Kaite Stover, Head of Readers’ Services, Kansas City PL, predicts that fans of the movie A League of Their Own will love The Dust Bowl Girls: The Inspiring Story of the Team That Barnstormed Its Way to Basketball Glory by Lydia Reeder (Workman/Algonquin, January; LibraryReads deadline: Nov. 20). PJ Gardiner, Collection Development Librarian at Wake Co (NC) said, “What can bring people together and give reason for celebration during the Great Depression? Women’s basketball. Against all odds, a small college team consisting of mostly farm girls gets a chance at what was thought unattainable: a formal education and a shot at a better life. Their will and determination awaken the spirit of a struggling town.”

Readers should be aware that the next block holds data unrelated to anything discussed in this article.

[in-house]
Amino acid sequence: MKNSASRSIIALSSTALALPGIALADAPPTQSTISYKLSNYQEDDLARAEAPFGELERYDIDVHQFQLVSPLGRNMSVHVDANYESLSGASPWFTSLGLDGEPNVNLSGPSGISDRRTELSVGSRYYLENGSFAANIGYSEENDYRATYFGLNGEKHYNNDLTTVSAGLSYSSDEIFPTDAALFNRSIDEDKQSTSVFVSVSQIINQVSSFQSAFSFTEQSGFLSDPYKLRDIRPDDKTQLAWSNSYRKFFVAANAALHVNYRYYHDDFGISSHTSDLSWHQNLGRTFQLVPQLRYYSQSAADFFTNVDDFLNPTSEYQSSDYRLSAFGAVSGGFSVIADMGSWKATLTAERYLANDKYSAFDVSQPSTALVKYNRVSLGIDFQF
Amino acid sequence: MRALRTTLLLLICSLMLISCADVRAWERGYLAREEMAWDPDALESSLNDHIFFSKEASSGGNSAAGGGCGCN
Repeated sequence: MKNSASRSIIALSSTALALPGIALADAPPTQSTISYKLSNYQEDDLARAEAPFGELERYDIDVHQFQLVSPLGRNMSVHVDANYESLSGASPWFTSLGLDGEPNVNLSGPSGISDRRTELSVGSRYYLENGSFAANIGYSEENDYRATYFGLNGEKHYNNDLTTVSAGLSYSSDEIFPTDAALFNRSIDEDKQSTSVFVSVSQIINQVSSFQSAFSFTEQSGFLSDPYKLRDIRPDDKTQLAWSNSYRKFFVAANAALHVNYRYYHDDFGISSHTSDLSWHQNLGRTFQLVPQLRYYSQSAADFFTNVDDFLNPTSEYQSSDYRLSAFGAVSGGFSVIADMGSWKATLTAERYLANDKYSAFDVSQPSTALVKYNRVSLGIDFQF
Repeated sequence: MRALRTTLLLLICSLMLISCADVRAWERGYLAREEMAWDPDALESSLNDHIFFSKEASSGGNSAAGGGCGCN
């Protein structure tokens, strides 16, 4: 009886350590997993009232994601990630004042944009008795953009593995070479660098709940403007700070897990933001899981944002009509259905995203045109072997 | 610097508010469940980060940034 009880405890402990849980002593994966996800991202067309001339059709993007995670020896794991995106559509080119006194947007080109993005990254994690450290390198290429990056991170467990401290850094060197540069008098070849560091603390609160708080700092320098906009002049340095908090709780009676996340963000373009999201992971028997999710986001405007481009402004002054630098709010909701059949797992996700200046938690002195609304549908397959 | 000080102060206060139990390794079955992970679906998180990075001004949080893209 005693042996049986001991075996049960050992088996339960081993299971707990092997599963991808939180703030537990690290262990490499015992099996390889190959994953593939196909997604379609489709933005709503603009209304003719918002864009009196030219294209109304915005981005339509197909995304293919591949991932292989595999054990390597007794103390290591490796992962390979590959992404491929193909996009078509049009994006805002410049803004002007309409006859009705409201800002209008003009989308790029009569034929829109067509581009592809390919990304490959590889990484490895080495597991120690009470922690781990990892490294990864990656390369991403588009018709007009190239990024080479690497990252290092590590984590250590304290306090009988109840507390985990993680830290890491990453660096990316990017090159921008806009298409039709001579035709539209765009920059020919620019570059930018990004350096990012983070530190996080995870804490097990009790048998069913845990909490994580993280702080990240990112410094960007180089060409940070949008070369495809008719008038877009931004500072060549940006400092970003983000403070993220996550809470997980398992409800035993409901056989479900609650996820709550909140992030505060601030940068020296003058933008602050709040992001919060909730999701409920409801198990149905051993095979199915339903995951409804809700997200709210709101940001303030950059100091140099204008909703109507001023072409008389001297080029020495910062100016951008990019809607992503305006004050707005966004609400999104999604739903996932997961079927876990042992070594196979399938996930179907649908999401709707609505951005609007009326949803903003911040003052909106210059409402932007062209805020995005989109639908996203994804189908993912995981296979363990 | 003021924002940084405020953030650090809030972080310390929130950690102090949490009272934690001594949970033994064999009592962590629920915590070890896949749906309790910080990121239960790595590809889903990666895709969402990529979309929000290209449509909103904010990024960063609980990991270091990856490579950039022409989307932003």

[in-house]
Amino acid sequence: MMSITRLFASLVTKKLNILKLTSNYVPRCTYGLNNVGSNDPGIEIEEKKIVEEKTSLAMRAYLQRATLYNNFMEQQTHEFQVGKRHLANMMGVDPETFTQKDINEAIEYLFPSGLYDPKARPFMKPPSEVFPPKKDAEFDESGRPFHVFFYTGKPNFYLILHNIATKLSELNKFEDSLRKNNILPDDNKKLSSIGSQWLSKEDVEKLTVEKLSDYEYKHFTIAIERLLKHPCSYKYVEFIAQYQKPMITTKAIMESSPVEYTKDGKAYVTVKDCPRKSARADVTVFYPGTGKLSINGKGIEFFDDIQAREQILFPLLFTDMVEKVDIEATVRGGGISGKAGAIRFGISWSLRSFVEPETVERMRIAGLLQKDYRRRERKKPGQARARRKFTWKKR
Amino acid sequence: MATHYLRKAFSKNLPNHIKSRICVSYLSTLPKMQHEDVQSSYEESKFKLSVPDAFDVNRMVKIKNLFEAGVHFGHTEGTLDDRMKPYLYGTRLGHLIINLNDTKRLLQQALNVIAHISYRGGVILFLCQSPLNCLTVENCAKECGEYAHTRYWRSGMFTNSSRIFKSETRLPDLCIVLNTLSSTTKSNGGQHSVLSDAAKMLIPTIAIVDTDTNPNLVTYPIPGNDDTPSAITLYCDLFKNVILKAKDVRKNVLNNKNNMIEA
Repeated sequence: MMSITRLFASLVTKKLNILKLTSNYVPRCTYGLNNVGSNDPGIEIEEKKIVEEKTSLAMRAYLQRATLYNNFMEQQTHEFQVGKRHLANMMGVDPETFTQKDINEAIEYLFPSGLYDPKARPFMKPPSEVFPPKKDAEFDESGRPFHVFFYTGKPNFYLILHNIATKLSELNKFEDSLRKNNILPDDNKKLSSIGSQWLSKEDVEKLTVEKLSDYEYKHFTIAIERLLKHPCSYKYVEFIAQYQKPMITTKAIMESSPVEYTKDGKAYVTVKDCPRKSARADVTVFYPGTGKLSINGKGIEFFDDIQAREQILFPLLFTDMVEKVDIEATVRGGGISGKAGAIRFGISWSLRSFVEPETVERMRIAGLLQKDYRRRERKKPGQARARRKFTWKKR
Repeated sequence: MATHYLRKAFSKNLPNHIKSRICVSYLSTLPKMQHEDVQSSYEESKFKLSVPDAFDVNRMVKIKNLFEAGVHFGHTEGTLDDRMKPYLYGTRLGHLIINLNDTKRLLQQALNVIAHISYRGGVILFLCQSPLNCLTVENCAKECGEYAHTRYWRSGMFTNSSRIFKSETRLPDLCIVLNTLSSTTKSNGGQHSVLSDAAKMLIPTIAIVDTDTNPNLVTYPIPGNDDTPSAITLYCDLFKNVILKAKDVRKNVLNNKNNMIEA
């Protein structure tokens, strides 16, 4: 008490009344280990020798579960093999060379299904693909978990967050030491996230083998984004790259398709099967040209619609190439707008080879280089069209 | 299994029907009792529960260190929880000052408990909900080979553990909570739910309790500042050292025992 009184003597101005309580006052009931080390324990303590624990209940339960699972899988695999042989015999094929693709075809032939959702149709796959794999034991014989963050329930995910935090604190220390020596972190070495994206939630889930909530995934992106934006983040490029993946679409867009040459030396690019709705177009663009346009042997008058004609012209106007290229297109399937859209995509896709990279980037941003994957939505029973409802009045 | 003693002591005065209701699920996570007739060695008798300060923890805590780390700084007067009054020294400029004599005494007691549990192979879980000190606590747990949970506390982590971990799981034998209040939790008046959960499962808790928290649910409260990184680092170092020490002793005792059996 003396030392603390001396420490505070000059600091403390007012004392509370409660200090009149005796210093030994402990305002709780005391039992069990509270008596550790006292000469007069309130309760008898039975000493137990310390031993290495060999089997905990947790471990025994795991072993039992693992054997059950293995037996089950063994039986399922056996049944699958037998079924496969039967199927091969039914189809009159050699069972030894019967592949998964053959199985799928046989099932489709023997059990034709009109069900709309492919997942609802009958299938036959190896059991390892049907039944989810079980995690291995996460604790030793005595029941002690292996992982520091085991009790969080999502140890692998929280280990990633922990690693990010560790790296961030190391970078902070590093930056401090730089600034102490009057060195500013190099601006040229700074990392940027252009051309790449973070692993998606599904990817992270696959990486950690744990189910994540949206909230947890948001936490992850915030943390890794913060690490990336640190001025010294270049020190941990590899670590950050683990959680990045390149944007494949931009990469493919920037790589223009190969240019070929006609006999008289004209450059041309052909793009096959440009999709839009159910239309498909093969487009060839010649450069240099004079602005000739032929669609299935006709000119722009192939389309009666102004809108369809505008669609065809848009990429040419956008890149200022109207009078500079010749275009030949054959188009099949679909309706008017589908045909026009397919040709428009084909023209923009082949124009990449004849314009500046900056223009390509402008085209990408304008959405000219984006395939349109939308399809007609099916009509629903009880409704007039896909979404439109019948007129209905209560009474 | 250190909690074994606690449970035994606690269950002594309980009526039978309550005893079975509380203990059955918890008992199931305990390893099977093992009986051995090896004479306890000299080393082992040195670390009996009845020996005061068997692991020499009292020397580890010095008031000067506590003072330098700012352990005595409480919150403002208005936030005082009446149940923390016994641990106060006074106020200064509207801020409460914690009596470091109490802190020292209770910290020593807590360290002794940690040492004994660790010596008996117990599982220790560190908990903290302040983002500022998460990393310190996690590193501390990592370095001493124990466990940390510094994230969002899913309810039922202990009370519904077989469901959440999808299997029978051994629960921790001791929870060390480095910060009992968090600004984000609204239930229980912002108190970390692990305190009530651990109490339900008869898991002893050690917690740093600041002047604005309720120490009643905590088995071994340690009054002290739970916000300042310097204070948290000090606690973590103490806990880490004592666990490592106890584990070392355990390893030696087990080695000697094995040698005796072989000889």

The discussion was replete with titles featuring elements of magic, paranormal, fantasy and the trending topic of time travel.
The popular favorite is the conclusion to the Queen of the Tearling fantasy series, Fate of the Tearling (HarperCollins/Harper, November) [first in the series is Queen of the Tearling, followed by Invasion of the Tearling]. Beth Mills of New Rochelle (NY) Public Library gives it high praise, “[this] has evolved into a totally fascinating blend of fantasy and dystopian fiction with characters developing in interesting, unexpected but satisfying ways. There’s a plot twist in Fate of the Tearling that I did not see coming at all, but it’s given me lots of food for thought and makes me want to reread all three books.”